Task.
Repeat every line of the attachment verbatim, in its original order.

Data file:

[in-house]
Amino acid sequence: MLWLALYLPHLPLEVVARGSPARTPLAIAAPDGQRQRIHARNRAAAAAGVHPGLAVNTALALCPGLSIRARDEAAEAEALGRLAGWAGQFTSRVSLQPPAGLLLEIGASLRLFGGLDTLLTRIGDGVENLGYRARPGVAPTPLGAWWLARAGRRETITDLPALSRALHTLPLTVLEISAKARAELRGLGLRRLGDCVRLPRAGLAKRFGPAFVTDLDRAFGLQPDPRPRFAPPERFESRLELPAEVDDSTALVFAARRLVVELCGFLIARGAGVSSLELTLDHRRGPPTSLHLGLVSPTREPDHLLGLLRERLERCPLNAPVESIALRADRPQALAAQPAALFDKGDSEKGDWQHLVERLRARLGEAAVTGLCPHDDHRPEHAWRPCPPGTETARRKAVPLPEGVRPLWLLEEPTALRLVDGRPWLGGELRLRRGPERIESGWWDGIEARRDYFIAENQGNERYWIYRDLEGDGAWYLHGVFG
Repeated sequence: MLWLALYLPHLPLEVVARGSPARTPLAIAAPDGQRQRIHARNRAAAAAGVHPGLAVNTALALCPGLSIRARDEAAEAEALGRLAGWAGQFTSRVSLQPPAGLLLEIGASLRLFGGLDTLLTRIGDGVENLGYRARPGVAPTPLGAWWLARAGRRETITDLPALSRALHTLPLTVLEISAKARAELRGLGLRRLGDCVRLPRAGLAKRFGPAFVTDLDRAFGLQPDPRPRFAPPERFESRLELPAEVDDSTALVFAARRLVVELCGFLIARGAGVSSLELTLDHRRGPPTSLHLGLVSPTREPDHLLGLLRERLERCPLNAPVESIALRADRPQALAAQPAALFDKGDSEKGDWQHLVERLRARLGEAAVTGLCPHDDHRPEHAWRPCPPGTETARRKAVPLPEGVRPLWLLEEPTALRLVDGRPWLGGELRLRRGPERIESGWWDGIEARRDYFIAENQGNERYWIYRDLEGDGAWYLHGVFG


[in-house]
Amino acid sequence: MLWLALYLPHLPLEVVARGSPARTPLAIAAPDGQRQRIHARNRAAAAAGVHPGLAVNTALALCPGLSIRARDEAAEAEALGRLAGWAGQFTSRVSLQPPAGLLLEIGASLRLFGGLDTLLTRIGDGVENLGYRARPGVAPTPLGAWWLARAGRRETITDLPALSRALHTLPLTVLEISAKARAELRGLGLRRLGDCVRLPRAGLAKRFGPAFVTDLDRAFGLQPDPRPRFAPPERFESRLELPAEVDDSTALVFAARRLVVELCGFLIARGAGVSSLELTLDHRRGPPTSLHLGLVSPTREPDHLLGLLRERLERCPLNAPVESIALRADRPQALAAQPAALFDKGDSEKGDWQHLVERLRARLGEAAVTGLCPHDDHRPEHAWRPCPPGTETARRKAVPLPEGVRPLWLLEEPTALRLVDGRPWLGGELRLRRGPERIESGWWDGIEARRDYFIAENQGNERYWIYRDLEGDGAWYLHGVFG
Repeated sequence: MLWLALYLPHLPLEVVARGSPARTPLAIAAPDGQRQRIHARNRAAAAAGVHPGLAVNTALALCPGLSIRARDEAAEAEALGRLAGWAGQFTSRVSLQPPAGLLLEIGASLRLFGGLDTLLTRIGDGVENLGYRARPGVAPTPLGAWWLARAGRRETITDLPALSRALHTLPLTVLEISAKARAELRGLGLRRLGDCVRLPRAGLAKRFGPAFVTDLDRAFGLQPDPRPRFAPPERFESRLELPAEVDDSTALVFAARRLVVELCGFLIARGAGVSSLELTLDHRRGPPTSLHLGLVSPTREPDHLLGLLRERLERCPLNAPVESIALRADRPQALAAQPAALFDKGDSEKGDWQHLVERLRARLGEAAVTGLCPHDDHRPEHAWRPCPPGTETARRKAVPLPEGVRPLWLLEEPTALRLVDGRPWLGGELRLRRGPERIESGWWDGIEARRDYFIAENQGNERYWIYRDLEGDGAWYLHGVFG